The book was Maniac Magee. I read it most recently with my little sister for CCSBC, but before I read it I tried to remember as much about it as possible. Here are some themes and scenes I remember about the book.

1) It takes place in a segregated town, though the main character exists on both sides of town as if both are normal

2) The main character is a runner and the description of him running with worn shoes is the best description I have ever seen

3) The main character unties an “impossible” knot – in my head this was a long or large portion of the book. Actually I thought of it almost as the pinnacle of the book.

4) The main character lives in the storage area for a little league field

Here are some things I learned or re-realized after the most recent reading of the book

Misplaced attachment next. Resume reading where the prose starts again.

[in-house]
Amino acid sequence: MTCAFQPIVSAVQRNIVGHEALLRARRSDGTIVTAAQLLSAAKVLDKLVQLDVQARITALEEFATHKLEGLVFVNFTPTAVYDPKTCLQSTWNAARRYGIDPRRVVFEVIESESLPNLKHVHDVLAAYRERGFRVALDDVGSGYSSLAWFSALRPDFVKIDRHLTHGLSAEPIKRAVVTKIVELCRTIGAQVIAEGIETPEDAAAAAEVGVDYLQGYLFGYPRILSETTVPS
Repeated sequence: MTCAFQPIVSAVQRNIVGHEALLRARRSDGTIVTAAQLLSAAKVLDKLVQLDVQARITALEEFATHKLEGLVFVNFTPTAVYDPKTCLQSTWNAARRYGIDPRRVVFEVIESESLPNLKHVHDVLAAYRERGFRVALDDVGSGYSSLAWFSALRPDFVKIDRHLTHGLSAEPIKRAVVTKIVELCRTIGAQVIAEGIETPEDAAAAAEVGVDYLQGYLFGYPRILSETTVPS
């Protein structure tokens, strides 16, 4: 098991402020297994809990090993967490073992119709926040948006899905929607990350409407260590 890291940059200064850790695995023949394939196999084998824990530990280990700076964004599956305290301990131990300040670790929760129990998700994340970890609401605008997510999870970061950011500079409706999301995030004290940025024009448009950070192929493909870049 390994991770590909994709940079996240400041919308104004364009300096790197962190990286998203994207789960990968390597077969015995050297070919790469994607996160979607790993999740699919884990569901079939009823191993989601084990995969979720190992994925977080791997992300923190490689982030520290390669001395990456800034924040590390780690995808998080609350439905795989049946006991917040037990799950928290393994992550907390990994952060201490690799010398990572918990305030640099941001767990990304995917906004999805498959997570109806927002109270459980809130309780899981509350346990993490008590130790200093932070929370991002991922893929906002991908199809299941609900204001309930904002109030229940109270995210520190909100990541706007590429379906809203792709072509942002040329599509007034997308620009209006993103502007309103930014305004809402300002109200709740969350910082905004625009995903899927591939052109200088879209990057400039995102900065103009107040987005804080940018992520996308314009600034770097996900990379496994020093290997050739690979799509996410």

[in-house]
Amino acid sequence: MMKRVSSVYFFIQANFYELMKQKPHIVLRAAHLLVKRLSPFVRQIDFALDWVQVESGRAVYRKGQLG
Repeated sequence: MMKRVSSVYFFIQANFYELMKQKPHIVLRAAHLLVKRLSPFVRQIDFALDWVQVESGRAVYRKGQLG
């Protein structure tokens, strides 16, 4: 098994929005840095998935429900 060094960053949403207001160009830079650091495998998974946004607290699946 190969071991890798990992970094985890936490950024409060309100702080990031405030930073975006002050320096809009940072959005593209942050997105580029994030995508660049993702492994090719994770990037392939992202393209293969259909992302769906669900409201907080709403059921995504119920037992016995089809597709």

1) The book does not really address the racism and yet it does at the same time. Bullies exist on both sides, good families exist on both sides and both sides are what they are in such a way that they could exist on the same side.

2) I remember the description of him running exactly as it is written

3) The impossible knot is actually a super short part of the book

4) The main character lives in a bunch of strange places in this book, including the storage area of a little league field.

5) The author of this book so perfectly writes for and as the age-group this book targets. The sentences are long enough and they flow, but there are no big words, there are no long paragraphs, but the descriptions are still phenomenal.

6) There is death in the book. Death of an old man, a man who has a great relationship with the main character. There is no gruesome description, no dark attitude, but the death is there and the mourning is there. It’s almost as if the author felt the need to make death real, without sugar coating and without sensationalizing it. Absolutely the best presentation of a very hard topic.

7) I didn’t realize how many nicknames were in the book and how the protagonist was bothered by the nickname he was given